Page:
Technology Scotland recently caught up with our member, Vector Photonics, for our Member Spotlight series. We find out about the work Vector Photonics do, their latest developments, why they joined Technology Scotland, and much more! Take a look below and get to know them.
What does your organisation do?
Vector Photonics produces PCSEL-based, III-V semiconductor lasers – the most significant innovation in laser design and manufacture for 30 years. The company is a spin-out company from the University of Glasgow; one of the UK and world’s Optical and Photonics centres of excellence.
Semiconductor lasers are revolutionising our lives in the 21st Century. They are critical components in data communications; additive manufacturing, including metal and plastic printing; LiDAR; and optical sensing – the fastest growing technology markets in the world right now.
The PCSELs (Photonic Crystal Surface-Emitting Lasers) Vector Photonics make are low cost, robust, have a broad wavelength range and high power. This unique combination of key characteristics gives them a huge advantage over all other semiconductor laser technologies used today.
PCSELs are made by the same processes as existing Edge Emitting Lasers, with fewer production and testing steps. This allows established supply chains to be utilised for their manufacture and leads to a greater yield. However, unlike existing technologies, they emit light from their top surface. This makes them easy to package and incorporate into PCBs and electronic assemblies for the many domestic and industrial applications they benefit.
What is your organisation’s biggest achievement?
Vector Photonics’ greatest achievement has been identifying a ground-breaking technology and putting an experienced team in place to maximise its potential. The team has the experience and credentials necessary, having successfully got seed funding of over £4million. This has come as £1.6 million of equity investment, from a consortium of blue-chip investment companies comprising Foresight Williams (of the Williams F1 and Williams Advanced Engineering Group), the UK Innovation & Science Seed Fund (UKI2S) and Equity Gap. Innovate UK government funding for four development projects for datacoms and additive manufacturing applications is worth a further £2.7 million, with each project having identified customers in place for finished devices.
Getting funding during the Covid pandemic has been an achievement in itself, with no face-to-face meetings taking place. However, the amount of funding we have received has allowed us to start-up and scale-up – the latter being a huge bottleneck for companies like Vector Photonics as they grow. We also achieved the investment in Scotland, in a UK funding environment that sees 80% of such funding being awarded in the South East.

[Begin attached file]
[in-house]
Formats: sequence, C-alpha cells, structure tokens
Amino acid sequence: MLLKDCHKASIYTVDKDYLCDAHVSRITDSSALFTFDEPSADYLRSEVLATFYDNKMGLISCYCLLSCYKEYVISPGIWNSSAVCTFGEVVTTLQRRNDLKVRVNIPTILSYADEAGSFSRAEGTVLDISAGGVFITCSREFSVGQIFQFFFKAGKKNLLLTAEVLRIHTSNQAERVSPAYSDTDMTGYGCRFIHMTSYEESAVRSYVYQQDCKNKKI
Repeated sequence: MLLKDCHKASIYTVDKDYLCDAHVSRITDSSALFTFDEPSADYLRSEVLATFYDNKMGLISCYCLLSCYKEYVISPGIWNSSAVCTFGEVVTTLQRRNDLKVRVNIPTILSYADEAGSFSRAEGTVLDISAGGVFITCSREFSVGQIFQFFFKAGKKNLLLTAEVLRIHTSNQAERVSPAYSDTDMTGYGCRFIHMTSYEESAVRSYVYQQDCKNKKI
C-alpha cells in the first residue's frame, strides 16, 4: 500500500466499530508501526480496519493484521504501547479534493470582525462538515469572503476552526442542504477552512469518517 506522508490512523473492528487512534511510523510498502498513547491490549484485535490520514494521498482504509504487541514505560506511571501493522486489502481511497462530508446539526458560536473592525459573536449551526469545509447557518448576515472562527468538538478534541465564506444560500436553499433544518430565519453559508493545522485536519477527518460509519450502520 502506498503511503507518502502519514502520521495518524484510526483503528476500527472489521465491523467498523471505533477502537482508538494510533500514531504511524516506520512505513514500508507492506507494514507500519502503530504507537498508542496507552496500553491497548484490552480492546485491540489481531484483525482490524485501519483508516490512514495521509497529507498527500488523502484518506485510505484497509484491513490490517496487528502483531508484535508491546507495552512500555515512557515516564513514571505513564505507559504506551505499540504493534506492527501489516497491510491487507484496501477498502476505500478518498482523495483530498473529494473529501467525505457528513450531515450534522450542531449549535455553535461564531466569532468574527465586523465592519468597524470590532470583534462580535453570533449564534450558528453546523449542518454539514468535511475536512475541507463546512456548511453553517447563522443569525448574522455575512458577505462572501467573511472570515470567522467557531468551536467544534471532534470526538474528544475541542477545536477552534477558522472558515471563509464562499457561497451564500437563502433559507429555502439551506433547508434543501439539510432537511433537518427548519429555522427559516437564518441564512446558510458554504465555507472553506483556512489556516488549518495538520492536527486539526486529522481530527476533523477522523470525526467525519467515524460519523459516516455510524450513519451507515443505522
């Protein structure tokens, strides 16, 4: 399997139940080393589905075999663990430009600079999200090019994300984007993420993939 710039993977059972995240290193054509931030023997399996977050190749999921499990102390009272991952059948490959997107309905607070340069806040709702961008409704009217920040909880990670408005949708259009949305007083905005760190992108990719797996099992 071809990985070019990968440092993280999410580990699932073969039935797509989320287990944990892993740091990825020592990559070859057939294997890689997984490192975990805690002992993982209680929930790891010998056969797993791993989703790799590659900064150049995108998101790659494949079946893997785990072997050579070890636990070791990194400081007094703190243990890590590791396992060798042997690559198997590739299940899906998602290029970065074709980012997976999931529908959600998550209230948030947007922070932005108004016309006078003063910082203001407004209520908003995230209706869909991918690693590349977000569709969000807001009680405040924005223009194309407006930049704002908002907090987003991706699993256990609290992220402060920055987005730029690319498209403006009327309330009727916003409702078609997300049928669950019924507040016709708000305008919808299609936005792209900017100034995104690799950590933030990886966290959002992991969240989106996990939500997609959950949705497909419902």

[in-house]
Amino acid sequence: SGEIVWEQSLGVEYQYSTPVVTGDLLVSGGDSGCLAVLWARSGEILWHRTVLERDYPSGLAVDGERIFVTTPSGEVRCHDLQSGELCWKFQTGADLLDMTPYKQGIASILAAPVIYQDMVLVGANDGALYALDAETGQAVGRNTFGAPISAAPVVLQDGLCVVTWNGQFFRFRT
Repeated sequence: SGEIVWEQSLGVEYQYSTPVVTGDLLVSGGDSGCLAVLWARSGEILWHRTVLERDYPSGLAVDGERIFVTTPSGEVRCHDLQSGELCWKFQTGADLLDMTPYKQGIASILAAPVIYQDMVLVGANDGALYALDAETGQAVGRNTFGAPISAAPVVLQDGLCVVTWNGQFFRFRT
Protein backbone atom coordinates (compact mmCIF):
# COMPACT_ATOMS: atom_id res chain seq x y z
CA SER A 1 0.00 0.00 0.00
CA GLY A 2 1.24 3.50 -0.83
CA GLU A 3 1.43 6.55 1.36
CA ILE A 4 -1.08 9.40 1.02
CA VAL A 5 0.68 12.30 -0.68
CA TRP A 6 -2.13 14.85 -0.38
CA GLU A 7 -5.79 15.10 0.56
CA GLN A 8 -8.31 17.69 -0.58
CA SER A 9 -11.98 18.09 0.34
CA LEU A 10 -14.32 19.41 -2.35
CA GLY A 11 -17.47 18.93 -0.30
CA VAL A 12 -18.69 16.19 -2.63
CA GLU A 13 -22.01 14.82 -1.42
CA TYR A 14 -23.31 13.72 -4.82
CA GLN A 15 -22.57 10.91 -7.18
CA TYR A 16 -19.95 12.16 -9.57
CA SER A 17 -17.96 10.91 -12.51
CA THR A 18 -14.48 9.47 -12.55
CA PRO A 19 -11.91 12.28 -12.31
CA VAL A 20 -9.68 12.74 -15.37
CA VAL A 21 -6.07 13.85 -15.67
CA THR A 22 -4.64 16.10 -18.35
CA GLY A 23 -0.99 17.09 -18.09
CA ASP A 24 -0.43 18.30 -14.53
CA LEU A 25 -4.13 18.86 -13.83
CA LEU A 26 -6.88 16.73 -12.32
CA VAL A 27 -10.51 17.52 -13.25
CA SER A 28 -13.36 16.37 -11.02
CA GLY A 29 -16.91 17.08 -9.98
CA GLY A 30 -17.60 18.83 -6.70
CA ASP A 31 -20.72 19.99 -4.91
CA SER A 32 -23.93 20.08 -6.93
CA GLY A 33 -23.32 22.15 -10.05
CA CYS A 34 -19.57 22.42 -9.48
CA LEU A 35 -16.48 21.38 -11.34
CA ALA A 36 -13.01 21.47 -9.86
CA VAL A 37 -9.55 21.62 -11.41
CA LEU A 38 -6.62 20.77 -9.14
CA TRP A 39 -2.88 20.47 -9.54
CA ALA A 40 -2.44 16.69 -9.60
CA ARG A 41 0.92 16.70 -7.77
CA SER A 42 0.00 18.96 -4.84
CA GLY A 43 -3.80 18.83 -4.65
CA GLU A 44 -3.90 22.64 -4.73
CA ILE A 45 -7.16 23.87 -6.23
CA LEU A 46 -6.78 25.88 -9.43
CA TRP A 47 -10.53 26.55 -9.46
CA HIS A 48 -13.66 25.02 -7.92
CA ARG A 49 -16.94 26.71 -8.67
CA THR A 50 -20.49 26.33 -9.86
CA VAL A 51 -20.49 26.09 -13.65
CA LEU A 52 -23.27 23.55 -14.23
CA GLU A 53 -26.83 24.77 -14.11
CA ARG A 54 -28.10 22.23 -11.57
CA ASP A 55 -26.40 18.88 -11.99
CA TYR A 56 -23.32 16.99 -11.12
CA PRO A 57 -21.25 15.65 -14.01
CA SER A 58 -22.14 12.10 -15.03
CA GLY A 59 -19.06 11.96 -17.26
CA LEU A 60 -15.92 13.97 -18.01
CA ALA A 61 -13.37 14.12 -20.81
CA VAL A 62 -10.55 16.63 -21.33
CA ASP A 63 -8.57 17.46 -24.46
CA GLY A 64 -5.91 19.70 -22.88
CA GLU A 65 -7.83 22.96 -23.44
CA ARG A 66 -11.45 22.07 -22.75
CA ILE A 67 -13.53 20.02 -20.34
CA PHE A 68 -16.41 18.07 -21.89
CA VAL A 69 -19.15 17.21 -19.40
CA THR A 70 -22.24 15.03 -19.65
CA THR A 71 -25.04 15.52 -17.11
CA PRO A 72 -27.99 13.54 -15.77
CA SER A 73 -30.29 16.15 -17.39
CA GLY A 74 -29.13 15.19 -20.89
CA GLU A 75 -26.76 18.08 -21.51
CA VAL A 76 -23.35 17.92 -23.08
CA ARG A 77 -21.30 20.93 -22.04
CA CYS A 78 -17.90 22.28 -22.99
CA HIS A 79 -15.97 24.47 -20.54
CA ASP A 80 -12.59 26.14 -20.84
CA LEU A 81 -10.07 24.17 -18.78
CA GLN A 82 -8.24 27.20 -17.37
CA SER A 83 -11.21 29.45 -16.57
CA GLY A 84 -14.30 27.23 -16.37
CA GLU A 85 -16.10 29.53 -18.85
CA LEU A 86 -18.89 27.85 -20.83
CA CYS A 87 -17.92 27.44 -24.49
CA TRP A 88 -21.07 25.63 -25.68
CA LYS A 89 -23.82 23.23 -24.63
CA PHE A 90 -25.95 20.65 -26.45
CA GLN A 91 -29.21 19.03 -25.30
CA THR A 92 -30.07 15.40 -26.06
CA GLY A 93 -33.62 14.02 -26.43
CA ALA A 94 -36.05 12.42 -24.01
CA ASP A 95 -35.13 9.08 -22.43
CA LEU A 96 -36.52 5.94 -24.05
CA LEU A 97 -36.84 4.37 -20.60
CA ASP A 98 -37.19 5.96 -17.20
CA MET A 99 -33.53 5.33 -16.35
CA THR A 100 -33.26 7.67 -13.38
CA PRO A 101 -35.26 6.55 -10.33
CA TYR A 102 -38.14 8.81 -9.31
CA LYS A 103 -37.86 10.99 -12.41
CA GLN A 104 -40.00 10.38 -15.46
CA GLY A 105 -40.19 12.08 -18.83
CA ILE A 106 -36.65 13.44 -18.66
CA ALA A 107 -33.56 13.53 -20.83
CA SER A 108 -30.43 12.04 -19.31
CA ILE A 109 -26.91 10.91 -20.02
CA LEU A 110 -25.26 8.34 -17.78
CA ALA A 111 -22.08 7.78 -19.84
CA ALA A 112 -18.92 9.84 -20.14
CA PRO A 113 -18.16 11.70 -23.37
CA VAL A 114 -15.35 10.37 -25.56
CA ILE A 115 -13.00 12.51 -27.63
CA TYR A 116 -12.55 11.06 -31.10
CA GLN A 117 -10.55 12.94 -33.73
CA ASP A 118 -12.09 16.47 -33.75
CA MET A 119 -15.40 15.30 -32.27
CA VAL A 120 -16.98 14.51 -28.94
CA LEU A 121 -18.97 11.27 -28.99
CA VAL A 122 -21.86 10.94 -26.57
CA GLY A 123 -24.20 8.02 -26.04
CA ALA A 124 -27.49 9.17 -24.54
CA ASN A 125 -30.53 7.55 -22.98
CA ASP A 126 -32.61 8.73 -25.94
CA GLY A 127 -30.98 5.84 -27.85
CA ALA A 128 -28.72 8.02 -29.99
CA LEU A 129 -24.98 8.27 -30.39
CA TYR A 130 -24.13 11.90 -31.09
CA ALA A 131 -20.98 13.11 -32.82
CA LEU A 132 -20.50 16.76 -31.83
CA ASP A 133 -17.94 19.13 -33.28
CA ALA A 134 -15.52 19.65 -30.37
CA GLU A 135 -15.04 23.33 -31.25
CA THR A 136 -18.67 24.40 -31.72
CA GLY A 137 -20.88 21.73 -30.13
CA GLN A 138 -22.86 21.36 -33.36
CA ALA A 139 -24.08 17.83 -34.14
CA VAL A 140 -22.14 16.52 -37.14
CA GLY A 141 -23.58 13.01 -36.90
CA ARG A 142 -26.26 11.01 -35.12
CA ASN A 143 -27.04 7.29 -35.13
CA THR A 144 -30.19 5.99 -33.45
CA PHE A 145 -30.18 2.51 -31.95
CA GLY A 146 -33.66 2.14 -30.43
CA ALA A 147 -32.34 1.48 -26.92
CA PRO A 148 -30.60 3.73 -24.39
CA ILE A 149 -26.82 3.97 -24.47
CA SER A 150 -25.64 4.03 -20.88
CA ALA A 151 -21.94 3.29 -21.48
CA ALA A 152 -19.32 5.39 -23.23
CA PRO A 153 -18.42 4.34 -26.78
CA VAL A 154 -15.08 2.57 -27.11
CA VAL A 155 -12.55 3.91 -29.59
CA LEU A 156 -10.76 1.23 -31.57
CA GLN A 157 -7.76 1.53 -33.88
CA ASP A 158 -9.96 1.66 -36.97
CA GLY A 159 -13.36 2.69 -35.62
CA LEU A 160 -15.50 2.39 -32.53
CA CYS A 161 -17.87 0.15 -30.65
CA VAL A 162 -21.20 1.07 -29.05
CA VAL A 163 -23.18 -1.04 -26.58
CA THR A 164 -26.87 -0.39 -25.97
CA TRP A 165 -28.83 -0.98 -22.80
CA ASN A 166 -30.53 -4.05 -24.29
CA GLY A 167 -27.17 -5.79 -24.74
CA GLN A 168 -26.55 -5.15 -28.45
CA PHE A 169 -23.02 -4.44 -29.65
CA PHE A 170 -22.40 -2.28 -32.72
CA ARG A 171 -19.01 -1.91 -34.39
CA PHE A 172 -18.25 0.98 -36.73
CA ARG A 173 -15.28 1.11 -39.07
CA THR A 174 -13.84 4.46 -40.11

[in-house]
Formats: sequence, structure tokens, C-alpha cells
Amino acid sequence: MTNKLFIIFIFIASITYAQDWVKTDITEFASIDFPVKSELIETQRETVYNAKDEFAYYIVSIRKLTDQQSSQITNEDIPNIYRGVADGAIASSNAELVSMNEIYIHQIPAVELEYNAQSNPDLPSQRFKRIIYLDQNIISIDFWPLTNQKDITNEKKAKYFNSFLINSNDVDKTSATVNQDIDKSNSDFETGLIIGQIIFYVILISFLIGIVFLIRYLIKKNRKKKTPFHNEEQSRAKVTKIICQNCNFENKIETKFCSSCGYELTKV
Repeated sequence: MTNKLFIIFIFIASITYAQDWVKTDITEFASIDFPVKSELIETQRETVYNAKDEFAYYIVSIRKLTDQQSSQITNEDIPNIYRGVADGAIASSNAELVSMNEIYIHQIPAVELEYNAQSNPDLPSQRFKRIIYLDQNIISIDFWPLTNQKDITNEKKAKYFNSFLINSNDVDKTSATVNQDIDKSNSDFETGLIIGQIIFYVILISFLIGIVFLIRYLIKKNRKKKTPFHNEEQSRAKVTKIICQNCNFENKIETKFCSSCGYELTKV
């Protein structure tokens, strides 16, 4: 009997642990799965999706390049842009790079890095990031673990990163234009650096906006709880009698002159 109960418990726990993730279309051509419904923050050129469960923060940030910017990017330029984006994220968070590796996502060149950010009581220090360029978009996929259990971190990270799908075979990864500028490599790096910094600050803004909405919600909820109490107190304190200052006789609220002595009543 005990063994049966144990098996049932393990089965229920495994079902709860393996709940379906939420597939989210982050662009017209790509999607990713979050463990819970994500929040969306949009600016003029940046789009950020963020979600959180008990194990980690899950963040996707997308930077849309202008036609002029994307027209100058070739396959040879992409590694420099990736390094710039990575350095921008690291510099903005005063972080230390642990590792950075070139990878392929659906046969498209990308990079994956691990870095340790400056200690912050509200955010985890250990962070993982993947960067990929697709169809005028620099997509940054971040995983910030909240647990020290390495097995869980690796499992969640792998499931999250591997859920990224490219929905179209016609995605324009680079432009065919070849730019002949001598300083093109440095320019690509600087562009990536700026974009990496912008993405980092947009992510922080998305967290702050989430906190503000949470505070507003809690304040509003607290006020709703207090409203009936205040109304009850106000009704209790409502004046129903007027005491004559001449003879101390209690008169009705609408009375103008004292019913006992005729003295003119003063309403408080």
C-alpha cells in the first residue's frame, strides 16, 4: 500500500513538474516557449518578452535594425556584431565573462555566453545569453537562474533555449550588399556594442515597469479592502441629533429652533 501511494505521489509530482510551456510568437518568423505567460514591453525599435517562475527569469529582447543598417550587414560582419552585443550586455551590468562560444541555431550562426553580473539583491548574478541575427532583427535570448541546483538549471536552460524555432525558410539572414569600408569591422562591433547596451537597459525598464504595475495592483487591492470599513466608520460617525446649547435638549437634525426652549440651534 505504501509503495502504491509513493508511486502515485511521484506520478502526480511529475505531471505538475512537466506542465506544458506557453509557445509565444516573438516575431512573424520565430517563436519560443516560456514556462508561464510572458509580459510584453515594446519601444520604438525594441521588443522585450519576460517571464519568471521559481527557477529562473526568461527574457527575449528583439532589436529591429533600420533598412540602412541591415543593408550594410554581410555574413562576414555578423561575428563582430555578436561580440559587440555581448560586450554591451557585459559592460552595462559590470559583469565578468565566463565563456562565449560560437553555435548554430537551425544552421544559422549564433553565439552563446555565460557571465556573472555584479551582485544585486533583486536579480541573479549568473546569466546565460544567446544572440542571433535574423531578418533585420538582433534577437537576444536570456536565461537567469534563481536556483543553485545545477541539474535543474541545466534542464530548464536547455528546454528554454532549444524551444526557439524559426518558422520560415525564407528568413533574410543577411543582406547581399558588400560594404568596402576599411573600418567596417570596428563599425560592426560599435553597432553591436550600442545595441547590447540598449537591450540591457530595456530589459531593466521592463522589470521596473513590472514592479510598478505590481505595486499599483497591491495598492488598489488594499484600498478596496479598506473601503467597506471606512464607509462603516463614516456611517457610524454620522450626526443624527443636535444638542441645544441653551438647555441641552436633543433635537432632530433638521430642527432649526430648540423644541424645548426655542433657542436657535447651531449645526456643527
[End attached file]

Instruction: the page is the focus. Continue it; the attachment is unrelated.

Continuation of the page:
Tell us something exciting about your organisation.
Vector Photonics employs some of the best optics and photonics design and development engineers in the world. Initially attracted by our game-changing technology, they like that we have a ‘fabless’ business model. This model allows fast and infinite scalability, but the engineers consider it more challenging to design for multiple production machines and facilities around the world, enhancing their own development and experience.
Our location in Glasgow provides us with a stream of PhD qualified optical engineers from the Scottish, central belt of universities, recognised globally for their optics and photonics excellence. For our part we are providing high value-added jobs in Glasgow.
Why did you join Technology Scotland?
The team at Vector Photonics feels it is important to be part of the Scottish technology ecosystem, which Technology Scotland represents. We can leverage the exposure this gives us to the photonics industry in Scotland, as well as finance, investment and banking organisations and their political influence in Holyrood and Westminster. Technology Scotland staff have Photonics qualifications, knowledge and experience, which is a bonus, as they understand what we do and where our products are used.
What are you most looking forward to in 2021 / 2022?
Vector Photonics is at the forefront of the new and developing, PCSEL laser technology. The next 18 months will see Vector Photonics progress from protypes to commercial volumes in several different market applications, developing and improving manufacturing techniques in the process. The initial focus is on datacoms application, where PCSELs look set to be the only technology capable of meeting the requirements of next generation, high data rate lasers. However, the company is already working on plastic and metal printing applications with LiDAR, mobile consumer and sensing applications well on the way.